Pakistan: Walking the Line
There are still a lot of question marks in the aftermath of the Pakistani parliamentary elections. It's still not clear, for instance, which parties will make up the governing coalition or who the Prime Minister will be. But the faultlines are beginning to come into focus, and one thing is already certain: the hot seat that President Pervez Musharraf has been occupying these past few months just got a bit hotter.
"Musharraf had said he would quit when the people tell him to. The people have now given their verdict," Nawaz told a news conference in Lahore.
Nawaz expressed his intention to re-appoint the Supreme Court judges that Musharraf fired in declaring last year's state of emergency, and re-submit the validity of his presidential candidacy for their ruling. So whether Musharraf holds onto to the presidency will depend on whether the Parliament succeeds in turning back the emergency decrees. No matter how that dispute is resolved, though, it guarantees bitter conflict between Musharraf and the government for the near future.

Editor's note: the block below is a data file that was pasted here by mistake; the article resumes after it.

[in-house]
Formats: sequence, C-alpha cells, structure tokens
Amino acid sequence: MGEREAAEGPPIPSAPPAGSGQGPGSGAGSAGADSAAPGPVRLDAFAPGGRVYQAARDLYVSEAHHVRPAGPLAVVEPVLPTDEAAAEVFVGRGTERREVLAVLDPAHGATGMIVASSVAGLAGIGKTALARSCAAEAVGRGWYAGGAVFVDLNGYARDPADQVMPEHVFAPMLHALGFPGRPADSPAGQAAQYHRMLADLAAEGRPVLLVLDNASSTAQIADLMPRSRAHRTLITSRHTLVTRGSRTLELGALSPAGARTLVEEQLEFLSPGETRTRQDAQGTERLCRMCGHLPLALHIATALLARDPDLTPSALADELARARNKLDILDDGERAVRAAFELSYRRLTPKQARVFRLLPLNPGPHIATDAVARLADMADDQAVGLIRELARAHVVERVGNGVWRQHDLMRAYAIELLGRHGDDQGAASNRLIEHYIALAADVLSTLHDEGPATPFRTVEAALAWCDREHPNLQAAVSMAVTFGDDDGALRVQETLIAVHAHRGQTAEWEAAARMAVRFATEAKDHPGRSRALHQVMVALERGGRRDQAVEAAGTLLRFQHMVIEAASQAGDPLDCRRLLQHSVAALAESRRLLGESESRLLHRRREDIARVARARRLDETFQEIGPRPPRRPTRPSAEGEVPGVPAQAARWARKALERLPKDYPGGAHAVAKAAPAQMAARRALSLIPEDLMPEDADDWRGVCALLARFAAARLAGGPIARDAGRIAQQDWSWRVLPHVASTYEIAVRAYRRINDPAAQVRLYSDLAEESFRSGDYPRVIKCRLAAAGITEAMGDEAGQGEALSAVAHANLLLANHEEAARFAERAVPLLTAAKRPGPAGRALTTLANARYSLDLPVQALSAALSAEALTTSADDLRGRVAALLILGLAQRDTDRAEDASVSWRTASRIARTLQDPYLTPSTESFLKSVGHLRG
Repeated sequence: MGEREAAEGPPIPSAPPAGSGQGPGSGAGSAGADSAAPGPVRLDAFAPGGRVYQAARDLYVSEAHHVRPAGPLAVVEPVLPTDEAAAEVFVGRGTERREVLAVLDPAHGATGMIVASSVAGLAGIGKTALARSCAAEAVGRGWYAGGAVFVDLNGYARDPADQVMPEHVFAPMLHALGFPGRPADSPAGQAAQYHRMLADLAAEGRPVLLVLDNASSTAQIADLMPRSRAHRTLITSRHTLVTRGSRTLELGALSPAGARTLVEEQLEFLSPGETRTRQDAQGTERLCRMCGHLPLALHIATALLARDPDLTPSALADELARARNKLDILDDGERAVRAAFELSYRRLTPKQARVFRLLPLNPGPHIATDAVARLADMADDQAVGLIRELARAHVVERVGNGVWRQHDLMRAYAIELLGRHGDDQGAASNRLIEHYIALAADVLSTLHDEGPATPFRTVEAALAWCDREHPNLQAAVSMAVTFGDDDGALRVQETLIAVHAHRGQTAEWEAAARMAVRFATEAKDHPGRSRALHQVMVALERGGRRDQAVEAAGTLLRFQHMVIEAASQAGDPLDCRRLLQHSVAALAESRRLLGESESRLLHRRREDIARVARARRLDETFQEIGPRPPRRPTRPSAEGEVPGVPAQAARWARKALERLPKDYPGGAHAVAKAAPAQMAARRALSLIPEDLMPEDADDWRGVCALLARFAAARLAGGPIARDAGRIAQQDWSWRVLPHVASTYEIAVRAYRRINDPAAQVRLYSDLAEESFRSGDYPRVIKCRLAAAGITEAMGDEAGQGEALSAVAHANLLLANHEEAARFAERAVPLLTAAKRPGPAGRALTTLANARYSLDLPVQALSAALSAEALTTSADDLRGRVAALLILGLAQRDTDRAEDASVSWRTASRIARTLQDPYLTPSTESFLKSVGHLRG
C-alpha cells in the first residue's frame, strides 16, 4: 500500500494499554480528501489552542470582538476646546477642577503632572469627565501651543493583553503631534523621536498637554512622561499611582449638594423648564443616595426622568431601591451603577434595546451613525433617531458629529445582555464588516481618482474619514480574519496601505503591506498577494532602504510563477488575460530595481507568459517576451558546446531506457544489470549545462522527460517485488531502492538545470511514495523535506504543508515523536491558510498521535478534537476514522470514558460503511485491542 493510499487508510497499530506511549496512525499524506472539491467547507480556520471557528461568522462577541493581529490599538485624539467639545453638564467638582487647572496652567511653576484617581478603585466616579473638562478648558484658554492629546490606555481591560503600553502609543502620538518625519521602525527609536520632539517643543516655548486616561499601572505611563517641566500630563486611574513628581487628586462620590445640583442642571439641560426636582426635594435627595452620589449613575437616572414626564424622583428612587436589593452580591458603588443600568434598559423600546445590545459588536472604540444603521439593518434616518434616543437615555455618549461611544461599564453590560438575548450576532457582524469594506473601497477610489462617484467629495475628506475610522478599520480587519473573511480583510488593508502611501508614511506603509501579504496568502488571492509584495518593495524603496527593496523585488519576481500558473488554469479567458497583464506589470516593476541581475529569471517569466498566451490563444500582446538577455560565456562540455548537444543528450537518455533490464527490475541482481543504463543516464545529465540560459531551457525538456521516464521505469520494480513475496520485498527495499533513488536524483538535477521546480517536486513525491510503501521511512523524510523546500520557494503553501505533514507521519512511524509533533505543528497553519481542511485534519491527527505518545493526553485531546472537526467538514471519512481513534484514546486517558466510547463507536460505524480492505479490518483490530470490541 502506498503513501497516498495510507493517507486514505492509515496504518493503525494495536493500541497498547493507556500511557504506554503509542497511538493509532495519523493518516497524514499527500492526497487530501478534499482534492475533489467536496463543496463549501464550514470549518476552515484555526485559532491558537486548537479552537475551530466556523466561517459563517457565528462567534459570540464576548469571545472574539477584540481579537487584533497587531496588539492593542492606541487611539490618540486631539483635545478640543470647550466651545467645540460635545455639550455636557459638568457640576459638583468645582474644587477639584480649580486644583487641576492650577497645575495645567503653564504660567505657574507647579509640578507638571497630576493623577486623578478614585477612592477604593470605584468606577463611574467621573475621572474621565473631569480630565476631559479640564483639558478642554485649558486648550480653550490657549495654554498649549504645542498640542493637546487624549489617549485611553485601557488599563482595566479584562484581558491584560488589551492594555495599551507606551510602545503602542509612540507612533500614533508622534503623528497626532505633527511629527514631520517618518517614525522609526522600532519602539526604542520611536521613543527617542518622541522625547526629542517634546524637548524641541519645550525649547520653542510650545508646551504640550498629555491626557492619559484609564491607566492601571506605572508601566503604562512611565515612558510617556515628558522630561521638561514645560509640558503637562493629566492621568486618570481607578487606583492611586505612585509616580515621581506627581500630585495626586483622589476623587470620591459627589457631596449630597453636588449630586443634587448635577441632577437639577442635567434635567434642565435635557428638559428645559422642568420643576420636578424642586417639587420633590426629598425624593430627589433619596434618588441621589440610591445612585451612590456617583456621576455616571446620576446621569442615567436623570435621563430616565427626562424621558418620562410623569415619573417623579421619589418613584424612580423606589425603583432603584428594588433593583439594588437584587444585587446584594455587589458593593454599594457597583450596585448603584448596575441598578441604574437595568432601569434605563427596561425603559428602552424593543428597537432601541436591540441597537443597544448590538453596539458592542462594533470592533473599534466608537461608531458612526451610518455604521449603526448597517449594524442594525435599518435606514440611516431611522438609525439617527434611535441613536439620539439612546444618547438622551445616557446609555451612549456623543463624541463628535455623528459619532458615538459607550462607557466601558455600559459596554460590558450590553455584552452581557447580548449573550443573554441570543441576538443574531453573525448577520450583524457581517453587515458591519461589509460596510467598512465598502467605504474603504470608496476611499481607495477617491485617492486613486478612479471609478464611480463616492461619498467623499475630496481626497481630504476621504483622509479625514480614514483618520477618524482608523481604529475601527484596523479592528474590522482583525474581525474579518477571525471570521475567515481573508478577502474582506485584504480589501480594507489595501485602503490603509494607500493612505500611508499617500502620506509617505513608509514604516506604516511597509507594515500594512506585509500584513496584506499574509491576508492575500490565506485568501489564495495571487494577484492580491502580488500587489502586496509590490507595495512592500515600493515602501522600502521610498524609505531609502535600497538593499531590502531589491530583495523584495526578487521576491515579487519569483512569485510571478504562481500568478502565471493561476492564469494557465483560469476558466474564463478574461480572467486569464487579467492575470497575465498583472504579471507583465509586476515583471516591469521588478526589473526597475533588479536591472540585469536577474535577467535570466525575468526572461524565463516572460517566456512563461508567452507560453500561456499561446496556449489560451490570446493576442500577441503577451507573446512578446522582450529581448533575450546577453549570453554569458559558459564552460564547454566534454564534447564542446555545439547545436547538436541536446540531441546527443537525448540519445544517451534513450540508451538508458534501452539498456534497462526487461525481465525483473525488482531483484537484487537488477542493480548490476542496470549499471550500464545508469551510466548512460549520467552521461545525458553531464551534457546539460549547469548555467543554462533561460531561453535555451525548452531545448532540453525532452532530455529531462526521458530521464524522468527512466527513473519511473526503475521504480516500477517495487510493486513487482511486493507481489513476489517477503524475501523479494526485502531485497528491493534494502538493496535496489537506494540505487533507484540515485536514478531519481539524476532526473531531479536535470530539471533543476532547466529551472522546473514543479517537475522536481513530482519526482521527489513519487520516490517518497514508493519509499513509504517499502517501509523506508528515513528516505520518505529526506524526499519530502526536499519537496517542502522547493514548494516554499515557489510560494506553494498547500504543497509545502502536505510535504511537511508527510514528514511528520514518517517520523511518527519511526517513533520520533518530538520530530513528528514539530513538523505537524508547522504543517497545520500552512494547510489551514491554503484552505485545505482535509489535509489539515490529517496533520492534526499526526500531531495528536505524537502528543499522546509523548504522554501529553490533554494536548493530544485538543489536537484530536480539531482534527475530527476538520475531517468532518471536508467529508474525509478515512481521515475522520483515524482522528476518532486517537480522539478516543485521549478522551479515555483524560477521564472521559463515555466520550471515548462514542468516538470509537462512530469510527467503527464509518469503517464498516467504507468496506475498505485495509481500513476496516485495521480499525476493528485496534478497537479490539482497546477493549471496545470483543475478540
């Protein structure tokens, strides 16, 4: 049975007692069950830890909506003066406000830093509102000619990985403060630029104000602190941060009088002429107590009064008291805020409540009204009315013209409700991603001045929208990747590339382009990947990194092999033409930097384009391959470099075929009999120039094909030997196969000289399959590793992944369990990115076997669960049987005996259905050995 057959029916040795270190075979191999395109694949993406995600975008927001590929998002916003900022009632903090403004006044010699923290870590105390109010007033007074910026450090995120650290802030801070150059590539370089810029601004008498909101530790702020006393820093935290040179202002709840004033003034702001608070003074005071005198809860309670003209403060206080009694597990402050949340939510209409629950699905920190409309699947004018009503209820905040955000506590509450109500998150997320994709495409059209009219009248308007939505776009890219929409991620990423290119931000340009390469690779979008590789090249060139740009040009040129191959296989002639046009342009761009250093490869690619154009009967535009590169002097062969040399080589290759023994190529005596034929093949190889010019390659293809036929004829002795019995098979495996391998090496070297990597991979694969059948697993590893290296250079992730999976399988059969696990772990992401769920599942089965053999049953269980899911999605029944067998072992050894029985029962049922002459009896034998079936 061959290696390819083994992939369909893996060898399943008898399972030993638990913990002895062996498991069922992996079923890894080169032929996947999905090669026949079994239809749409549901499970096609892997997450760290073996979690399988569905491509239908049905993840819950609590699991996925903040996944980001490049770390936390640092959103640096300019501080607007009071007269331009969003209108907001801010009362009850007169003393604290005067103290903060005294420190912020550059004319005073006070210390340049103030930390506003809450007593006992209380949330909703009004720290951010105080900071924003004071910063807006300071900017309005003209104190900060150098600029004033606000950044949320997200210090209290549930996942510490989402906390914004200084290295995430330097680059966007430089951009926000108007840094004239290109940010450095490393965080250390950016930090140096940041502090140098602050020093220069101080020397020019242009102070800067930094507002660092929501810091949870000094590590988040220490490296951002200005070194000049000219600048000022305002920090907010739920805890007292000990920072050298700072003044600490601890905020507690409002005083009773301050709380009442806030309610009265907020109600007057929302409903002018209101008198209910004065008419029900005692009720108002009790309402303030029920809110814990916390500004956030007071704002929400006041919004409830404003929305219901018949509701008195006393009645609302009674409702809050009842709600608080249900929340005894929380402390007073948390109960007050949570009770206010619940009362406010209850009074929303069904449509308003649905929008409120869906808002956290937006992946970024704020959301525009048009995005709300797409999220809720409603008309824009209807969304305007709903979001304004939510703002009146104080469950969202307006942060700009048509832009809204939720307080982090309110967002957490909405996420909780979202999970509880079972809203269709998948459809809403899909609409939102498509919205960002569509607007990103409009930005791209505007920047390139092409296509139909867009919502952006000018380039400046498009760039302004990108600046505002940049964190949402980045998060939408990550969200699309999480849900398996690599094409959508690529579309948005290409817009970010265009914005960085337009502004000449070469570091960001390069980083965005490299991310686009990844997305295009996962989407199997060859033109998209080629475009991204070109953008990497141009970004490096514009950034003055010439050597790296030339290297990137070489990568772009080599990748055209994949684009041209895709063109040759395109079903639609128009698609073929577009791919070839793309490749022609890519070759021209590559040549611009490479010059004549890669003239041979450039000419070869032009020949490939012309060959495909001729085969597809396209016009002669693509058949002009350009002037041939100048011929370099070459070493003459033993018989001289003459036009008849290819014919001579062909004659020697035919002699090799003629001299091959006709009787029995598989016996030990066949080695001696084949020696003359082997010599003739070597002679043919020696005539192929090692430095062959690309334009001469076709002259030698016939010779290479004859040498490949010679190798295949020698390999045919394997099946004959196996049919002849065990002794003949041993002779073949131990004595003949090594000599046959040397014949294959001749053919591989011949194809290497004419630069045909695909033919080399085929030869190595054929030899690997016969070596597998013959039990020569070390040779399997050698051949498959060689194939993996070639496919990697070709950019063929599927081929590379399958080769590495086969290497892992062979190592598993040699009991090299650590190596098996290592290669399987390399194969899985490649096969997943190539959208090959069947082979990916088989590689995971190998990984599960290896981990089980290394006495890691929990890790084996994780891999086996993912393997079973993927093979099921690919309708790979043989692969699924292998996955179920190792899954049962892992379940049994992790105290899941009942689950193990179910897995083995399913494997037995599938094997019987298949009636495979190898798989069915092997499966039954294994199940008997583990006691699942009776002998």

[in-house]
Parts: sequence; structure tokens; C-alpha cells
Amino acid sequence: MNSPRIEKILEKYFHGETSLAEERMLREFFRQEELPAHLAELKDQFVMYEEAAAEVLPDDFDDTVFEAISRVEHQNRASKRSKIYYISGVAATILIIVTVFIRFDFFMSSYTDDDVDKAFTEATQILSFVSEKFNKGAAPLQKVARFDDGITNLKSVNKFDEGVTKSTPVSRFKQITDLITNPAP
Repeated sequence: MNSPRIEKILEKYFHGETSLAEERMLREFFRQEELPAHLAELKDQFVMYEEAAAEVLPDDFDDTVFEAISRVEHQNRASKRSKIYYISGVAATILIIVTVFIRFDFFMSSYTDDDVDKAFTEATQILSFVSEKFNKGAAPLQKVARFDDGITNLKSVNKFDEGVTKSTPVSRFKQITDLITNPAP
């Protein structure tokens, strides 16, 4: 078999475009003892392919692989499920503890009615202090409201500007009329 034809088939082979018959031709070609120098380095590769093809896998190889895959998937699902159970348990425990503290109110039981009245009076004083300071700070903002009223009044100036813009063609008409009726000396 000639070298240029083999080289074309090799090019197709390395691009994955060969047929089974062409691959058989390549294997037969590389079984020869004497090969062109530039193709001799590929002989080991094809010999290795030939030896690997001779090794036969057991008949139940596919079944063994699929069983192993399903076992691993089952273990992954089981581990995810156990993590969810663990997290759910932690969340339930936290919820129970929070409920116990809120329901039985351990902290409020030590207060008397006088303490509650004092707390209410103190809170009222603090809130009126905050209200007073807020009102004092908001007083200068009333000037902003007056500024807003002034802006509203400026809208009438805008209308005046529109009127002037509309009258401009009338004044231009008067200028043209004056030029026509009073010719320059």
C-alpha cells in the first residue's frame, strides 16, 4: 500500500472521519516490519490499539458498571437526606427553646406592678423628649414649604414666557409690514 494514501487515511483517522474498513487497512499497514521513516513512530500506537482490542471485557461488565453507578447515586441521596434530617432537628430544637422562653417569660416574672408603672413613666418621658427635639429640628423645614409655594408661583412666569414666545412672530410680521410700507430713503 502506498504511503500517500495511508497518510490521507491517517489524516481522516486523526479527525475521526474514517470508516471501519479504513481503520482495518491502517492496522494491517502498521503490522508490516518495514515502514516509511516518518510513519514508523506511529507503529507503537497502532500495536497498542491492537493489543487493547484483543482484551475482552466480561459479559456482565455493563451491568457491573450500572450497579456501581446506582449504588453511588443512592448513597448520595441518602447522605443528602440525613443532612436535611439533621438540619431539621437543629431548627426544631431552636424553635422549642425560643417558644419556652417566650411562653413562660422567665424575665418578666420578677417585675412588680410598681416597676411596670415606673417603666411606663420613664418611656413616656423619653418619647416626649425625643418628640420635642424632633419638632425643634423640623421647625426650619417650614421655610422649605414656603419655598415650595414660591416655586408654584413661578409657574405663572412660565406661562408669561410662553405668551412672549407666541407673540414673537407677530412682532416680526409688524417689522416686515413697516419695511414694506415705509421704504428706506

Clearly the election results seriously complicate American Pakistani policy, as demonstrated by State Dept spokesman Sean McCormack's statement about Washington's posture:
"So we're going to work with President Musharraf. We're going to work with this new government on those issues, and toward those goals that are in our national interest."
How the US manages to walk that line remains to be seen. I've long suspected that Musharraf's days were numbered even were he to win the elections; Western press coverage of Gen. Ashfaq Kiyani made it seem like he was being groomed to succeed him. I've gotten burned before predicting Musharraf's imminent demise. But the logic of his remaining in power seems to be dwindling.